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Do you use your powers of observation?

Healthcare professionals and doctors in particular need to be observant. Many, if most are observant because it can make the difference between an early diagnosis and an early demise. I remember an ambulance crew saving a patient’s life not only by their rapid transport of a confused suicidal patient but because they noticed and reported the white mark around the lip of the glass she had been found drinking from. It turned out it was soluble aspirin and the patient was quickly diagnosed with salcylism.

The same powers of observation can be used to find new solutions or perhaps better solutions to common problems. Healthcare professionals are in contact with patients more than any policy maker or bureaucrat. If history has taught us anything it is that the most valuable solutions to healthcare problems are likely to be generated by those who don’t dismiss small details.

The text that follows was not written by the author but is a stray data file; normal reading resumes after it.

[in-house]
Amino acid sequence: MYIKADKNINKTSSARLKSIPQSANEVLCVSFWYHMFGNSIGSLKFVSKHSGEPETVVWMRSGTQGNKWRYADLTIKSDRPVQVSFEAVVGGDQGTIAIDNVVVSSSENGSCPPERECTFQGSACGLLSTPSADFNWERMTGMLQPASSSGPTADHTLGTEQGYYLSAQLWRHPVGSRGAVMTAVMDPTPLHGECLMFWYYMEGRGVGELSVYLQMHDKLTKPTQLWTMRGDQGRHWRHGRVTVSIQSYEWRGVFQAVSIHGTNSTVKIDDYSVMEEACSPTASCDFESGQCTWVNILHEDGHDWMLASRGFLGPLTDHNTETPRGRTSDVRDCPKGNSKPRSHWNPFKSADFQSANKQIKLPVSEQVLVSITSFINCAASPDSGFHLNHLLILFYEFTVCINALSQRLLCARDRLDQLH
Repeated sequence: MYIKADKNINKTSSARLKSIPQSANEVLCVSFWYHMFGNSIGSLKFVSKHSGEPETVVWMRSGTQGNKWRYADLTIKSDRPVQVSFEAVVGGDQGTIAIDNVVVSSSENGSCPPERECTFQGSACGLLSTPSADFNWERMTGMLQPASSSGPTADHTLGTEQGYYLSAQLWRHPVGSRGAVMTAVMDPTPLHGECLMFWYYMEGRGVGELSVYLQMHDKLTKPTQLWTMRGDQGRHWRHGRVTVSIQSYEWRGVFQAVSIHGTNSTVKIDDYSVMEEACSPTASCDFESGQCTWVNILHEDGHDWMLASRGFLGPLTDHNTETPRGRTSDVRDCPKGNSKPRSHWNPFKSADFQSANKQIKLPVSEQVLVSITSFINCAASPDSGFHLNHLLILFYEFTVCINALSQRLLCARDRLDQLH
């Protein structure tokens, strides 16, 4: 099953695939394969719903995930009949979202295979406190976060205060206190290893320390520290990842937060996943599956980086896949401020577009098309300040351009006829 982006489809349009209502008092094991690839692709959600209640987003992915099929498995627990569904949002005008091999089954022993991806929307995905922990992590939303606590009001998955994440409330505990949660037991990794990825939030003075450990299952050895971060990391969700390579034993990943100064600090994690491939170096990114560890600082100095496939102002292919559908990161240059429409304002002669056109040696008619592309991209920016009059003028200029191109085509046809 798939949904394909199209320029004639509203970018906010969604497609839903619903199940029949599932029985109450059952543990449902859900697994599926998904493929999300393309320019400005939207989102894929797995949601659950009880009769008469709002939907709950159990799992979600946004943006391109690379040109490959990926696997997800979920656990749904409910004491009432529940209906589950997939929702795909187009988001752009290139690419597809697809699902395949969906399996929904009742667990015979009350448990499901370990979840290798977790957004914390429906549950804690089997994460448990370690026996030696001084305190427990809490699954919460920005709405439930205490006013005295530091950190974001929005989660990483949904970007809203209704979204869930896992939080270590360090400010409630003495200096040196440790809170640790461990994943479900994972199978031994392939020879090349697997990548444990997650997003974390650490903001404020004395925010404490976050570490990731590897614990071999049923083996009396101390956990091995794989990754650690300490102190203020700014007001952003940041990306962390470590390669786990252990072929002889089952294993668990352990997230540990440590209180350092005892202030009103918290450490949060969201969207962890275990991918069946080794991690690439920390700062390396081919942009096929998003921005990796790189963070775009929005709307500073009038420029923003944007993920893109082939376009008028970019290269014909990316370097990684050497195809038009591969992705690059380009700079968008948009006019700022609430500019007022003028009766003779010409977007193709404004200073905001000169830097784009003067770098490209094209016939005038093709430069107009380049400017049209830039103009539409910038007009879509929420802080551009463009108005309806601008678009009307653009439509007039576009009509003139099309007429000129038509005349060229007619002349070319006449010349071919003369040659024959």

In a sense, curiosity is the mother of innovation. People often think that they will struggle to be innovative because they feel that they are not creative. Creativity is certainly useful, but curiosity is really all that you need to get the process started. Curiosity about what’s going on around you, and then curiosity about how an idea would work in another context. So, turn off autopilot mode in your brain, and be curious! Paul Matthews

Photo by Nonsap Visuals on Unsplash

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